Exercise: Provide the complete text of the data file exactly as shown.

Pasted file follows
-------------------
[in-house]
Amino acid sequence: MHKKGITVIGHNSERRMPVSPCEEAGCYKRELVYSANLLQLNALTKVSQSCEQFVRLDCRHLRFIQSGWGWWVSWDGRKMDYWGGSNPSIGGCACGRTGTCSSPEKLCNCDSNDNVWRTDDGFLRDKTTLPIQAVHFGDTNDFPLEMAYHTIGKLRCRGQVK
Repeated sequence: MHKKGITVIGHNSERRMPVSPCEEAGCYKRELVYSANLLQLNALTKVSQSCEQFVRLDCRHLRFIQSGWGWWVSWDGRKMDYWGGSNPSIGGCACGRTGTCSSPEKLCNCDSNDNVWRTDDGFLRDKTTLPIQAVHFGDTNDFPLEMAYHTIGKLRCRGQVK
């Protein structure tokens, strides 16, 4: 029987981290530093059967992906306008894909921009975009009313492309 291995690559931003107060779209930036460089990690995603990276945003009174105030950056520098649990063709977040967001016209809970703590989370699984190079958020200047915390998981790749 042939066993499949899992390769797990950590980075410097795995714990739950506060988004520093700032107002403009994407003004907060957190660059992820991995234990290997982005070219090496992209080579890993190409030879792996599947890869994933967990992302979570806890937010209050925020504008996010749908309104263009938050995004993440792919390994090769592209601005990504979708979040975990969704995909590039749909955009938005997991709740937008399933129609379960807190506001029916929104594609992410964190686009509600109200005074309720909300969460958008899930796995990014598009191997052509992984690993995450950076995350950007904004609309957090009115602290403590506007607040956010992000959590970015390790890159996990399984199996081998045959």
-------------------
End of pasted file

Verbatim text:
[in-house]
Amino acid sequence: MHKKGITVIGHNSERRMPVSPCEEAGCYKRELVYSANLLQLNALTKVSQSCEQFVRLDCRHLRFIQSGWGWWVSWDGRKMDYWGGSNPSIGGCACGRTGTCSSPEKLCNCDSNDNVWRTDDGFLRDKTTLPIQAVHFGDTNDFPLEMAYHTIGKLRCRGQVK
Repeated sequence: MHKKGITVIGHNSERRMPVSPCEEAGCYKRELVYSANLLQLNALTKVSQSCEQFVRLDCRHLRFIQSGWGWWVSWDGRKMDYWGGSNPSIGGCACGRTGTCSSPEKLCNCDSNDNVWRTDDGFLRDKTTLPIQAVHFGDTNDFPLEMAYHTIGKLRCRGQVK
């Protein structure tokens, strides 16, 4: 029987981290530093059967992906306008894909921009975009009313492309 291995690559931003107060779209930036460089990690995603990276945003009174105030950056520098649990063709977040967001016209809970703590989370699984190079958020200047915390998981790749 042939066993499949899992390769797990950590980075410097795995714990739950506060988004520093700032107002403009994407003004907060957190660059992820991995234990290997982005070219090496992209080579890993190409030879792996599947890869994933967990992302979570806890937010209050925020504008996010749908309104263009938050995004993440792919390994090769592209601005990504979708979040975990969704995909590039749909955009938005997991709740937008399933129609379960807190506001029916929104594609992410964190686009509600109200005074309720909300969460958008899930796995990014598009191997052509992984690993995450950076995350950007904004609309957090009115602290403590506007607040956010992000959590970015390790890159996990399984199996081998045959």